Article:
This week was my first help-free week since Bridget was born. No Danielle (our fabulous summer sitter, whom I've all but contracted in blood to come back next year); no Dave; no Nan and Mamp except for the more spontaneous playdates. Of course I still had the boys alternating between two morning camps all week, so in order to avoid messy logistical situations, I decided to cut out naps. Altogether.
Will, at almost four, is a sleep-happy guy. As recorded here over the years, he liked night sleep early on, and although his nap seemed to be on the way out as he edged closer to three, something in his brain BOOMERANGED back in the other direction. He's actually been my more consistent napper in the last nine months.
Finn, just past two and a half, is my Typical Toddler in terms of napping (also, incidentally, in terms of pouting). His brain doesn't switch off the way Will's does. He wants to keep going, and reasoning with him is pointless.
Let's pause and take a look at how Reasoning with Children works in the Noon household:
Joanna trying to put a reluctant Will to sleep:
J: Honey, you need to put your head down and nap now. Remember, our bodies need sleep so they can stay healthy and strong. And we can go to the playground after nap, but you need to stay quiet until it's time to get up!
W: [already sleeping]
Joanna trying to put a reluctant Finn to sleep:
J: Honey, you--
F: Look! I can jump! SO HIGH! [jumps off bed]
J: Finny, you need to--
F: I don't WANT to go sleep! [belly-flops, tears suddenly streaming down face]
J: Finny, it's okay, sweetie, it's just that our bodies--
F: I'M A LION! [growling] I'M EATING YOU UP, MOOOOM!
So although Will was still content to take a nap and Finn still needs a nap, I decided to "go on adventures" instead. This week our destinations included the library, the train station and a restaurant (actually fun) and the supermarket, gas station and paint store (sort of a stretch to call those "adventures," admittedly). Finn catnapped in the car on two of those days, and Will on one, and of course Bridget's naps have to be similarly random after she gets a good morning chunk in. But we didn't organize around naps.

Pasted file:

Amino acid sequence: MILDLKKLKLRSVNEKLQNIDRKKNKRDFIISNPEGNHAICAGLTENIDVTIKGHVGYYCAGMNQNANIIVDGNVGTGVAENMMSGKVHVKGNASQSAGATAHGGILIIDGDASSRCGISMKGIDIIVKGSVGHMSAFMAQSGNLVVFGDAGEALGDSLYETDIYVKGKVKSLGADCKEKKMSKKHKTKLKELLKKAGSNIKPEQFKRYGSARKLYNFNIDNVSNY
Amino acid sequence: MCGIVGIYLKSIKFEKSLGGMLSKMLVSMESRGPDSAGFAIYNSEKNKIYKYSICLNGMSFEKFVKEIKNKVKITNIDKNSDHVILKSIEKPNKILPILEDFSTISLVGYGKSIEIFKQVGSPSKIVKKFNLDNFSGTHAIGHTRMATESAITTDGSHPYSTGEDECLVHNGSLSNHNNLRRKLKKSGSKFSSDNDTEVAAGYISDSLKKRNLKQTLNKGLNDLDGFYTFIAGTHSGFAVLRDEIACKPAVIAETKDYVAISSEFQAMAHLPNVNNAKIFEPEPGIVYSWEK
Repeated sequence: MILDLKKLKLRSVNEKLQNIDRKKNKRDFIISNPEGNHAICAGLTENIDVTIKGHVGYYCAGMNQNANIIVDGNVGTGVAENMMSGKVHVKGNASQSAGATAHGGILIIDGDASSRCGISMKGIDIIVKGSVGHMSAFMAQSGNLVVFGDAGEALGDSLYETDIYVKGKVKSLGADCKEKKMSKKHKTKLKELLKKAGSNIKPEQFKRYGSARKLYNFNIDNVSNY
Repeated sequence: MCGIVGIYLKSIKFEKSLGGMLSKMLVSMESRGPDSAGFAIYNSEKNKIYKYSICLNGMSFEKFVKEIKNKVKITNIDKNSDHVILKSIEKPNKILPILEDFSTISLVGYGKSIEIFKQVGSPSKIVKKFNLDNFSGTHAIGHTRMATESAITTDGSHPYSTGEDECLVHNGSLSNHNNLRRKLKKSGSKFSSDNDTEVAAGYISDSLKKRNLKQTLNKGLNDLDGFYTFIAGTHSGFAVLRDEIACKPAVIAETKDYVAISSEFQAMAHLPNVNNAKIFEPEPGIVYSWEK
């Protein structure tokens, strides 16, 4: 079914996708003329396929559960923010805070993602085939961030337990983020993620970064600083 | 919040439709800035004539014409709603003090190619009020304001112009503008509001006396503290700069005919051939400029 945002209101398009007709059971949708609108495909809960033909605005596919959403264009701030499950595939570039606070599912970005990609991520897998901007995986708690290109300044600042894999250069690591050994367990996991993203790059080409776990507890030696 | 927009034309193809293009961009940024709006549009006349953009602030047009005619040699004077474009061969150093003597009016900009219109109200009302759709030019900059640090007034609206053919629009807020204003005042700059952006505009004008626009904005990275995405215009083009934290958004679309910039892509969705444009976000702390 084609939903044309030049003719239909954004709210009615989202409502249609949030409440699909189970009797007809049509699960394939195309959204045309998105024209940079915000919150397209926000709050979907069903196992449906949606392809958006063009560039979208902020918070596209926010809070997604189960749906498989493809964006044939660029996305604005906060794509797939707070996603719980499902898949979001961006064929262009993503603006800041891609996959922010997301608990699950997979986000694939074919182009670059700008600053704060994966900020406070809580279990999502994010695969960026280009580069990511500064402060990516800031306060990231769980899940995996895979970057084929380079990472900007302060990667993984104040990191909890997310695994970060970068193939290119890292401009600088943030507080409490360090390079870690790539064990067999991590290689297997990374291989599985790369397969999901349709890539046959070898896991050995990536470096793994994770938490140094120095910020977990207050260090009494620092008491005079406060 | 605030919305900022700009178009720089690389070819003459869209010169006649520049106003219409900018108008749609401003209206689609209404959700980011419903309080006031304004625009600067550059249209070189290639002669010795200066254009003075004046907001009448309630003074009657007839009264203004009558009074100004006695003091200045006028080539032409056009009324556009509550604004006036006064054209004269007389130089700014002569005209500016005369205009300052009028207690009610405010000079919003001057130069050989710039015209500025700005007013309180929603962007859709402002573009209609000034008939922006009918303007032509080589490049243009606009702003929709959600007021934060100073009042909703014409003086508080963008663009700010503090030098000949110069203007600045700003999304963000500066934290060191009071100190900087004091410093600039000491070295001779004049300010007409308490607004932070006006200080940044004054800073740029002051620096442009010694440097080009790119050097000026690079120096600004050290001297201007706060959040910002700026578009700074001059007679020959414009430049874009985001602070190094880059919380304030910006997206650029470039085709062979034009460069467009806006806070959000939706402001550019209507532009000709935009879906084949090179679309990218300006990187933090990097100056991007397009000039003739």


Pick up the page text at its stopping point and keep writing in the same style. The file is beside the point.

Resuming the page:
And we had SO MUCH FUN. The days paradoxically seemed to go by faster because they weren't so piecemeal. Instead of struggling with constant transitions--two drop-offs and pick-ups by noon, seven bedtimes PER DAY if you count each kid's nap and bedtime--I was actually enjoying my kids, and they were happy, too. Tired, but happy!
Last night the sleep deprivation had caught up to them by early afternoon and they didn't really recover. They'd been sleeping from 7 p.m.-7:15 or 7:30 a.m. this week, but last night Finn woke up with a nightmare and I couldn't help but wonder if it was the exhaustion playing tricks on his poor little brain. So this morning I told them they were going to eat lunch and take a nap after getting home from camp, and Will was very excited. Sure enough, they hit the proverbial hay at one and are out cold.